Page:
CINCINNATI -- Cincinnati’s annual Pride Parade drew nearly 100,000 people to the city streets Saturday, and while the festivities were a celebration of individuality and acceptance, for some it was a time to remember a loved one.
Illustrations of Leelah Alcorn were plastered over cars and banners, and her name was in the hearts of many who walked in her honor.
Chris Fortin, who went to Kings High School with Leelah, marched in memory of the transgender woman who took her life. He said her death not only rocked him, but the LGBT community as a whole.
Fortin said he uses Leelah’s message to provide hope for those who struggle with embracing who they are, and he shares her story to promote education and understanding
“Most people don’t know what pronouns to use or that there are different ones. Or what LGBT stand for. We try to unite, and educate and remember,” he said.
Kirby Cross identifies as non-binary, which means they do not identify as male or female.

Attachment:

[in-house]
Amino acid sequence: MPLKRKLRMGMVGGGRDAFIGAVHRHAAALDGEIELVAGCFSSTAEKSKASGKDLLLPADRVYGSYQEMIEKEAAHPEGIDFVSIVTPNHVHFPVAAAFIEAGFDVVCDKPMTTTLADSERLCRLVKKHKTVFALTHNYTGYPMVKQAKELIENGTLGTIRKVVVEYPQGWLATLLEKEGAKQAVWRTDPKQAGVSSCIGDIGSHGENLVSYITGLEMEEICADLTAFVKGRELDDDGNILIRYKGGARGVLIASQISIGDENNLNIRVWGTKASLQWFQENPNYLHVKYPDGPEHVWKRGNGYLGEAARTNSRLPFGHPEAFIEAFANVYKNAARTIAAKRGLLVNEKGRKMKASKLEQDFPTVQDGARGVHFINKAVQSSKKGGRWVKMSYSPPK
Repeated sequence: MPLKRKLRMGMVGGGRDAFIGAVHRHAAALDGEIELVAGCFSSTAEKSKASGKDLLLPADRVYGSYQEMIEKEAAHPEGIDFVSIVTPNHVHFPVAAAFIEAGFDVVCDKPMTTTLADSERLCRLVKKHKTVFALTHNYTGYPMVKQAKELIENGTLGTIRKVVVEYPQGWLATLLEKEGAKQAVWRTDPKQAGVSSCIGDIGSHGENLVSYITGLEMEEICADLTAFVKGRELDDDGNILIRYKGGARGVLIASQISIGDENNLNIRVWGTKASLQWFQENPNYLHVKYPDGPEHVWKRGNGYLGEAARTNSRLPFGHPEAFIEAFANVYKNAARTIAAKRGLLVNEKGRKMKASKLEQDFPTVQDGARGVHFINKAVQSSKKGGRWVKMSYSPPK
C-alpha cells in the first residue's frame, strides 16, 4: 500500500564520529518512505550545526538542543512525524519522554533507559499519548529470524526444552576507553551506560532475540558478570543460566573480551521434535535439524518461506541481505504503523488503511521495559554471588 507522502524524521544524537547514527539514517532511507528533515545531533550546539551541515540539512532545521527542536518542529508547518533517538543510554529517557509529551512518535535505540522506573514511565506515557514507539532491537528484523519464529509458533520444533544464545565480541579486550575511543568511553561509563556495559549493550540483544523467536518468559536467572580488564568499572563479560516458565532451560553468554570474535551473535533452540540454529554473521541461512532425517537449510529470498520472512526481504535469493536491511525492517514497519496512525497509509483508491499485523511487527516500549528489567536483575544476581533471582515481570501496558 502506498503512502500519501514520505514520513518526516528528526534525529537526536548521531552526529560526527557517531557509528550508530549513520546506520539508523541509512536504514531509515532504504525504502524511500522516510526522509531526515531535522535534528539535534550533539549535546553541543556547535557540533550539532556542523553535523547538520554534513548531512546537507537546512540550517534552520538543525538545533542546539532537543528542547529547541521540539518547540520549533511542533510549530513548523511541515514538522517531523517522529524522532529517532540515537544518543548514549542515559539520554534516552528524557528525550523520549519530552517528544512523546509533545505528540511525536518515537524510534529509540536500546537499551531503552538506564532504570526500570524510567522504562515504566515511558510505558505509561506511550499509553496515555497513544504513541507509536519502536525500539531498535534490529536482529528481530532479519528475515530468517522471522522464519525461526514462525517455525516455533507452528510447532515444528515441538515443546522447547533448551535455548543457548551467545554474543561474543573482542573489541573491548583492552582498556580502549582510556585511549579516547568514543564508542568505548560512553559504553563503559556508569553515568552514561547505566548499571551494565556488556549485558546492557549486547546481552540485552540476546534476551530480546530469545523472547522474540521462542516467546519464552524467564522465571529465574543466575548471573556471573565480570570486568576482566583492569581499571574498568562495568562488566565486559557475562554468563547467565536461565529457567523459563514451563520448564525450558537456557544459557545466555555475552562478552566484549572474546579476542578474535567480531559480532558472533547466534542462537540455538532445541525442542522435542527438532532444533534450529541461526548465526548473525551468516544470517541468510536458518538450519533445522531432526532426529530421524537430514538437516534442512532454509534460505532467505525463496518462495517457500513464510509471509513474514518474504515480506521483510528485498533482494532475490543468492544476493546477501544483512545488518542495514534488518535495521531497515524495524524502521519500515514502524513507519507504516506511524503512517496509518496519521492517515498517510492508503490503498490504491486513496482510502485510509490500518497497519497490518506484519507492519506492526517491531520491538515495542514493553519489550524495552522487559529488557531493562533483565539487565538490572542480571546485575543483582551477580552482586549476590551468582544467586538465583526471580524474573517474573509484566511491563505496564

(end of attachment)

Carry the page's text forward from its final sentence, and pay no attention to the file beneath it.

They said Leelah's story is important because “sometimes it’s hard to be out.”
“It’s a story of how trans people in the community aren’t necessarily accepted. It’s really difficult,” Cross said. “If you don’t have a loving and accepting home … it can lead to a tragedy like that where a young girl didn’t feel love and accepted.”
But loved reigned at Saturday’s parade. People danced in the streets and embraced on the sidewalk. Rainbow flags and banners rippled through the crowd.
Sarah Conklin said she was honored to be able to celebrate the diversity of the LGBT community.
“I think it’s beautiful. It’s very empowering to be able to part of that community and see people be individually who they are,” Conklin said.
Fortin said Leelah would be proud of the community for coming together through love and acceptance.
“I like to think she’s smiling down right now, and she’s thrilled,” he said.
Pride continues until 9:30 p.m. Saturday with a festival at Sawyer Point. Organizers say all are welcome.
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